Datuk Seri Najib Razak is pictured at the Kuala Lumpur High Court July 16, 2020. — Picture by Yusof Mat Isa
KUALA LUMPUR, July 16 — An ex-CEO of 1Malaysia Development Berhad (1MDB) today told the court that he had signed off on papers for the government-owned company to pay out more than US$576 million as a “deposit” to another company without questioning the figure as he did not suspect anything amiss and thought he was playing his part together with a purported “Team Najib” in furthering Malaysia’s interests.
Former 1MDB CEO Datuk Shahrol Azral Ibrahim Halmi also said he had believed Najib’s purported adviser Low Taek Jho to be on the “team”, but explained why Low — now a fugitive businessman believed to be hiding abroad — had wanted to keep a low profile on official records on 1MDB affairs.null
Shahrol had previously testified in court that he did not know then that the US$576 million was paid off to a fake British Virgin Islands-based company Aabar Investment PJS Ltd that had shared a similar name as Abu Dhabi’s sovereign wealth fund IPIC’s Abu Dhabi-based subsidiary Aabar Investment PJS. Shahrol’s previous testimony also showed that the fake company never returned the US$576 million “deposit” to 1MDB.
Shahrol was testifying as the ninth prosecution witness against former prime minister Datuk Seri Najib Razak, in the latter’s trial for alleged power abuse and money-laundering involving 1MDB funds.
Today, Najib’s lawyer Wan Aizuddin Wan Mohammed questioned Shahrol over a May 2012 agreement — “Collaboration agreement for credit enhancement” — which 1MDB subsidiary 1MDB Energy Limited had signed off on to justify the payment of the US$576,943,490 (nearly US$577 million) to the fake Aabar entity.null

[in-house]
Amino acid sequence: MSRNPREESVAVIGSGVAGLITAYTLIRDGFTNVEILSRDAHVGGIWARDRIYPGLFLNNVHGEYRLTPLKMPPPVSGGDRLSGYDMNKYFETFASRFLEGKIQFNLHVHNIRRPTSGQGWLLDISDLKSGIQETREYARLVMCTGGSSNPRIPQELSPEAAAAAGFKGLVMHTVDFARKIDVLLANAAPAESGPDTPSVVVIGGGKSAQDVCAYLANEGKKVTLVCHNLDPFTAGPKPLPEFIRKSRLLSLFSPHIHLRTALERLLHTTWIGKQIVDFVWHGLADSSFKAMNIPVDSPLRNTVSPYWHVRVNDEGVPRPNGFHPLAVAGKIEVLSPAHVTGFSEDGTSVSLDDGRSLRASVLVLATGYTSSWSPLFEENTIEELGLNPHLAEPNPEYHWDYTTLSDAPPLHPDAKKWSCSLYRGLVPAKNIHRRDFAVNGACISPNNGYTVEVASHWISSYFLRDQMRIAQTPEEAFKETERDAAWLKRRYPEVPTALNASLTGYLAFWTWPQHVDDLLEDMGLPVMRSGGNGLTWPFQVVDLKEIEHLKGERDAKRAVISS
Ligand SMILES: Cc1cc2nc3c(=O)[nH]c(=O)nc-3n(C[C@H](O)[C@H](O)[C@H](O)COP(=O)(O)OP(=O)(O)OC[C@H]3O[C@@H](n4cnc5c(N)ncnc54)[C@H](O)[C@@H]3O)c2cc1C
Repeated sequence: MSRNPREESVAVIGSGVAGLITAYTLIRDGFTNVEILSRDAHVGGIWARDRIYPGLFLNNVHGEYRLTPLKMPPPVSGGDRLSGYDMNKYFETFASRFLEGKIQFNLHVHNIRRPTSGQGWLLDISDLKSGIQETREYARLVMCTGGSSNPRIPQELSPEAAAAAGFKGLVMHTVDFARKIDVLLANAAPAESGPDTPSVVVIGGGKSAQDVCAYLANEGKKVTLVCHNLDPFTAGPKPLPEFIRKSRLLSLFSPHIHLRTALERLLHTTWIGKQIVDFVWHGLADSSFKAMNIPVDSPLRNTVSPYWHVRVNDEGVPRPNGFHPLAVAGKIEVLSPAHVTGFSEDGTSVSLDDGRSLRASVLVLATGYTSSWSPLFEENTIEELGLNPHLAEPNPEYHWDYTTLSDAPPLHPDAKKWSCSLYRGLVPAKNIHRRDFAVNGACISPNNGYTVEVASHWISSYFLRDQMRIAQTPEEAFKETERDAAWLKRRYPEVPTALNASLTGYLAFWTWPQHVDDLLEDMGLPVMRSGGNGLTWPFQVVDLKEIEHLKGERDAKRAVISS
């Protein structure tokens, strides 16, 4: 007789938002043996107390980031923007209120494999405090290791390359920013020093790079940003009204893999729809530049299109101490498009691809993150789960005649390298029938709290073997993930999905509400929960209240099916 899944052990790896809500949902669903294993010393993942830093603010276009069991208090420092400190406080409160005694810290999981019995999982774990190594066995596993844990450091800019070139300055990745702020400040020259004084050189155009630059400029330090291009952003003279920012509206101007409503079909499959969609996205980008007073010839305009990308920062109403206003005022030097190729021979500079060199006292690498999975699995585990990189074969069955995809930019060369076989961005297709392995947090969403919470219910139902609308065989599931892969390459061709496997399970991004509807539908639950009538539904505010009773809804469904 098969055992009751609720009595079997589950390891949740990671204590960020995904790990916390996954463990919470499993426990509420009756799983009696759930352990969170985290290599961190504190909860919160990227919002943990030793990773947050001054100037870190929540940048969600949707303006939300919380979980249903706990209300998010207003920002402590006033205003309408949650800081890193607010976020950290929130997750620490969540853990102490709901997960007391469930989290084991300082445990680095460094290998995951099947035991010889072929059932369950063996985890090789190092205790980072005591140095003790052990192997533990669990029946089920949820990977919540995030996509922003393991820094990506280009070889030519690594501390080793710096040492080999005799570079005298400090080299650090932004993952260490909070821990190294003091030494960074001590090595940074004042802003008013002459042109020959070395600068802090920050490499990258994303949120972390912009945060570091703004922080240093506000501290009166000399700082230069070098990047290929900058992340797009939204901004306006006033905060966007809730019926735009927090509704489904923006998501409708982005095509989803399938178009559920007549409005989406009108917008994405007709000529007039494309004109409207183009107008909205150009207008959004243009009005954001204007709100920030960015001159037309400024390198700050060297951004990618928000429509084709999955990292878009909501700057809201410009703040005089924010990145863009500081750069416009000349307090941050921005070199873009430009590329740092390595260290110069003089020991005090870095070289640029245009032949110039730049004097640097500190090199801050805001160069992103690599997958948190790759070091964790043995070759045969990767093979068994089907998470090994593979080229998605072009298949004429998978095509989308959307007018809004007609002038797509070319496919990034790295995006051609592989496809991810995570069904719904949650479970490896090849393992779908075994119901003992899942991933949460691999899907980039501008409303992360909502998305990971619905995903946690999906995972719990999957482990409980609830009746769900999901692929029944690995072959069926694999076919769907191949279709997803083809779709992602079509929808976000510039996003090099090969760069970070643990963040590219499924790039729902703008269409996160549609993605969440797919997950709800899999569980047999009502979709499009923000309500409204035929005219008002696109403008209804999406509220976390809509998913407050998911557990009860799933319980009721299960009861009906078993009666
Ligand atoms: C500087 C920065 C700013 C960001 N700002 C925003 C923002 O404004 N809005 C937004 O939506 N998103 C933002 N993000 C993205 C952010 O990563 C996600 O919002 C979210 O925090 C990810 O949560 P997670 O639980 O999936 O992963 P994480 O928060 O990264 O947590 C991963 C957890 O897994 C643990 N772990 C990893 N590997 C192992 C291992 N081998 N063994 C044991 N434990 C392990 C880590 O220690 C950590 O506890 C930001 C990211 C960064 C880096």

Asked by Wan Aizuddin, Shahrol said he did not find the agreement peculiar at that time, explaining that he had taken it on “good faith” as what he believed to be the results of negotiations between the governments of Abu Dhabi and Malaysia.
Shahrol also confirmed that he had taken the word of Low, 1MDB general counsel or in-house lawyer Jasmine Loo and Goldman Sachs’ Tim Leissner when it came to the US$576 million matter and did not ask further questions.
Shahrol said he did not know the exact sum that 1MDB would be paying out when he signed the May 2012 agreement which did not state the amount and had only roughly known its amount, and only found out the actual final figure of over US$576 million when signing the remittance form.
Confirming that he had not asked 1MDB’s finance department about the actual amount before signing the May 2012 agreement, Shahrol however disagreed that he had breached his fiduciary duty as 1MDB Energy Limited director to act in the best interests of the company.
Shahrol agreed that the US$576 million payment to the British Virgin Islands-based Aabar was never presented to the 1MDB board and that the May 2012 agreement was not discussed in 1MDB board meetings before he signed it.
Confirming that Najib had not given any specific written approval either as prime minister or as 1MDB’s shareholder as finance minister for the May 2012 agreement, Shahrol agreed that such prior approval for sending such a big sum of money from 1MDB would have been necessary.
But Shahrol also asserted that this would be covered by a blanket approval given to authorise all necessary actions for 1MDB in the process of raising US$1.75 billion funds through IPIC-guaranteed bonds to buy power company Tanjong Energy Holdings Bhd.